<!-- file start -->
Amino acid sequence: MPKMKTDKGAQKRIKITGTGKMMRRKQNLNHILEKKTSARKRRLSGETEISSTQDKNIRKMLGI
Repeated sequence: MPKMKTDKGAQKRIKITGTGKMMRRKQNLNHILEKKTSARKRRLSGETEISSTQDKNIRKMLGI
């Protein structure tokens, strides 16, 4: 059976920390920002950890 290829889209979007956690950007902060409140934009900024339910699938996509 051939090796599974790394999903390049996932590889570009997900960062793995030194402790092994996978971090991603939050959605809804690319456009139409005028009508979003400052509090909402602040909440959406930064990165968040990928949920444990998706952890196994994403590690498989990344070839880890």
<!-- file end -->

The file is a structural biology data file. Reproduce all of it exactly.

Amino acid sequence: MPKMKTDKGAQKRIKITGTGKMMRRKQNLNHILEKKTSARKRRLSGETEISSTQDKNIRKMLGI
Repeated sequence: MPKMKTDKGAQKRIKITGTGKMMRRKQNLNHILEKKTSARKRRLSGETEISSTQDKNIRKMLGI
């Protein structure tokens, strides 16, 4: 059976920390920002950890 290829889209979007956690950007902060409140934009900024339910699938996509 051939090796599974790394999903390049996932590889570009997900960062793995030194402790092994996978971090991603939050959605809804690319456009139409005028009508979003400052509090909402602040909440959406930064990165968040990928949920444990998706952890196994994403590690498989990344070839880890």